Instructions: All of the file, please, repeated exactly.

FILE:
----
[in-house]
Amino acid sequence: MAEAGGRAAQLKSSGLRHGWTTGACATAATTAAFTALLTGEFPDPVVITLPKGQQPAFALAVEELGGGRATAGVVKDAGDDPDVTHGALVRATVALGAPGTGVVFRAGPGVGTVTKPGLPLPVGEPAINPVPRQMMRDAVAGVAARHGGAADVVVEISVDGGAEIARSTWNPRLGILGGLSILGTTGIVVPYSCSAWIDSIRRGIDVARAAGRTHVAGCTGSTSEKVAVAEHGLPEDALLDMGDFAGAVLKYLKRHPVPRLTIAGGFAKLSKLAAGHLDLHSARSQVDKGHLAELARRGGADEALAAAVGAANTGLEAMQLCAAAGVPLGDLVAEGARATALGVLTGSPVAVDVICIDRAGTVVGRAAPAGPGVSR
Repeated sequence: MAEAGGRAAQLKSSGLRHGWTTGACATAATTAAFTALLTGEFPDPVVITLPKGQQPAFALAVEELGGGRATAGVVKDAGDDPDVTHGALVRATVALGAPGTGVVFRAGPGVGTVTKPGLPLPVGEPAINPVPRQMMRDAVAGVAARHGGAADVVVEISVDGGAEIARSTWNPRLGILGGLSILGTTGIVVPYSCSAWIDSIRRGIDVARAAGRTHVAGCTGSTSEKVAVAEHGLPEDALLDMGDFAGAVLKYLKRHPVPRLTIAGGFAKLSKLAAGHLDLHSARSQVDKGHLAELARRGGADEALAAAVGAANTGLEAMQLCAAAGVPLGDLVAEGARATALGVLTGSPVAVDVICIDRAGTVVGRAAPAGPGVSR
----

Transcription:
[in-house]
Amino acid sequence: MAEAGGRAAQLKSSGLRHGWTTGACATAATTAAFTALLTGEFPDPVVITLPKGQQPAFALAVEELGGGRATAGVVKDAGDDPDVTHGALVRATVALGAPGTGVVFRAGPGVGTVTKPGLPLPVGEPAINPVPRQMMRDAVAGVAARHGGAADVVVEISVDGGAEIARSTWNPRLGILGGLSILGTTGIVVPYSCSAWIDSIRRGIDVARAAGRTHVAGCTGSTSEKVAVAEHGLPEDALLDMGDFAGAVLKYLKRHPVPRLTIAGGFAKLSKLAAGHLDLHSARSQVDKGHLAELARRGGADEALAAAVGAANTGLEAMQLCAAAGVPLGDLVAEGARATALGVLTGSPVAVDVICIDRAGTVVGRAAPAGPGVSR
Repeated sequence: MAEAGGRAAQLKSSGLRHGWTTGACATAATTAAFTALLTGEFPDPVVITLPKGQQPAFALAVEELGGGRATAGVVKDAGDDPDVTHGALVRATVALGAPGTGVVFRAGPGVGTVTKPGLPLPVGEPAINPVPRQMMRDAVAGVAARHGGAADVVVEISVDGGAEIARSTWNPRLGILGGLSILGTTGIVVPYSCSAWIDSIRRGIDVARAAGRTHVAGCTGSTSEKVAVAEHGLPEDALLDMGDFAGAVLKYLKRHPVPRLTIAGGFAKLSKLAAGHLDLHSARSQVDKGHLAELARRGGADEALAAAVGAANTGLEAMQLCAAAGVPLGDLVAEGARATALGVLTGSPVAVDVICIDRAGTVVGRAAPAGPGVSR